Citizens Against Government Waste delivers a powerful message. But is it racist?
March 23, 2011
Yes, it’s manipulative, and it may even be racist, but this insidious spot for Citizens Against Government Waste (CAGW) is without a doubt the finest piece of political propaganda I’ve seen in many years, right up there with the Willy Horton revolving doors spot decrying Michael Dukakis for President.
That ad was insidious too. And many claim it helped Bush win the election. So what are we to make of CAGW’s work? The Huffington Post does a nice job of detailing the spot’s narrative:
The avant-garde spot, which takes place in “Beijing, China, 2030 AD,” shows a “Chinese professor” lecturing a classroom full of smug students about the fall of “empires” like the Greeks, Romans, British, and United States of America.
“They all make the same mistakes,” the professor says. Turning their backs on the principles that made them great. America tried to spend and tax itself out of a great recession. Enormous so-called “stimulus” spending, massive changes to health care, government takeover of private industries, and crushing debt.”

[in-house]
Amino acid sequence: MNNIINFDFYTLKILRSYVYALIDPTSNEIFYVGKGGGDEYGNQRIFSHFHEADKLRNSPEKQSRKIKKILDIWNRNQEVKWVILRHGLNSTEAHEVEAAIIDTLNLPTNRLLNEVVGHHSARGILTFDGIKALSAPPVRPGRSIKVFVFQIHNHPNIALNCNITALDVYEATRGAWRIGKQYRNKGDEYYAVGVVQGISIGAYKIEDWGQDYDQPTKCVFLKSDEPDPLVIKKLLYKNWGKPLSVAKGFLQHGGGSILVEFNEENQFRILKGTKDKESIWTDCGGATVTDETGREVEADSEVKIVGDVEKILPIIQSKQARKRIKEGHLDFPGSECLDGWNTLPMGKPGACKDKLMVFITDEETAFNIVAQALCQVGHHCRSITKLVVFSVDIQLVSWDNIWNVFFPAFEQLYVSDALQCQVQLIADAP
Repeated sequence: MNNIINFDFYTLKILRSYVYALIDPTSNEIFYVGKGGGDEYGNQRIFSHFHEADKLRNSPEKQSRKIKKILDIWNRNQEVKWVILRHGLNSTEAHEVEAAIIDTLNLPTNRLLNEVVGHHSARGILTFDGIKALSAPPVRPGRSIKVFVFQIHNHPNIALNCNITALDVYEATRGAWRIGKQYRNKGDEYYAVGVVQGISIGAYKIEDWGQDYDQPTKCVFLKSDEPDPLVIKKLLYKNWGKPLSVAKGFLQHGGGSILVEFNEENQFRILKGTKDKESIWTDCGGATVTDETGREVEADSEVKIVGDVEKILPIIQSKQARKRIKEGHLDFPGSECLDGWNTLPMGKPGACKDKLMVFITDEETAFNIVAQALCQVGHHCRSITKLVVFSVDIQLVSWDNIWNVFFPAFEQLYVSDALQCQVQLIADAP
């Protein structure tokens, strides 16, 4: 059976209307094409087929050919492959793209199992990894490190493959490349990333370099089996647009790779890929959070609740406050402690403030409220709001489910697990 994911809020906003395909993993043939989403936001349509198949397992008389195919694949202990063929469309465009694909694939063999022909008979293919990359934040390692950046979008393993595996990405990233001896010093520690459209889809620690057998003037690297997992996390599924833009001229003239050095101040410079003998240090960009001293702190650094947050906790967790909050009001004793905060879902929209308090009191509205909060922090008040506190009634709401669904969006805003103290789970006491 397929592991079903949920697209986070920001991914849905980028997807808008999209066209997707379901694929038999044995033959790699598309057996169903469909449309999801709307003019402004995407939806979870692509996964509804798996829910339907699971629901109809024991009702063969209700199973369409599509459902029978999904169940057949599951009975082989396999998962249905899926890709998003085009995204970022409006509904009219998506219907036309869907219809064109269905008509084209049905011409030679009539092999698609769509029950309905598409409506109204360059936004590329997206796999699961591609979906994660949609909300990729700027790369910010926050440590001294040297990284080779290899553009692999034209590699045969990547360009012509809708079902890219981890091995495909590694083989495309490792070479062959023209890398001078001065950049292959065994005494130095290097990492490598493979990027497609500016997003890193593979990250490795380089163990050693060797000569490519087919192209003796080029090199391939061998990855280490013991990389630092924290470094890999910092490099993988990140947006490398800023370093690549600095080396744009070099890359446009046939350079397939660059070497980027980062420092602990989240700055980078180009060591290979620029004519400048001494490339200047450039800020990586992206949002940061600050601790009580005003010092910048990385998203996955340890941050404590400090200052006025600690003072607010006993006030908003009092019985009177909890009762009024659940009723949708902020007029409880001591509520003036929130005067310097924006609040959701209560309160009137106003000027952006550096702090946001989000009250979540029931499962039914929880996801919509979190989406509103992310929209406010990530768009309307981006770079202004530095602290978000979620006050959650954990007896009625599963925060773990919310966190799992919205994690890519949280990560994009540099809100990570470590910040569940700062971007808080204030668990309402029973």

Of course, the professor says, because the Chinese owned that debt, they are now masters of the Americans.
The students laugh.
“You can change the future. You have to,” an urgent voice says, concluding the ad.
In another story, James Fallows, of the Atlantic, called the piece “phenomenal.”
Both writers cite the spots undeniable power, whether one likes it or not. Fallows claims it is a commercial we will be remembering ten years from now.
I think they’re right. Politics aside, what’s most troubling about the work is the way it demonizes the Chinese people. We cannot help but be made angry by their smug declarations of superiority over the United States. Is this racism? It certainly flirts with it.
Despite positioning them as world leaders (over the U.S.) the spot subtly plays with older stereotypes as well. For example, note the way the students wait for their professor to laugh at his own observation before they do so themselves. This implies (to me anyway) the old belief that the Chinese are soulless robots. God forbid, they have thoughts of their own.
Another remarkable feature of this commercial is the quality of its production. Most propaganda, however powerful, tends to have a cheap and sleazy aura about it. Not this piece. These are good actors, well cast, and beautifully shot.
This is must see television for anyone in our business. Not only does it exploit human fear, playing with our most sensitive emotions, it also demonstrates the power of film. Forget “Imported from Detroit” and the Groupon campaign, if this spot ran on the Superbowl it’s all we’d be talking about.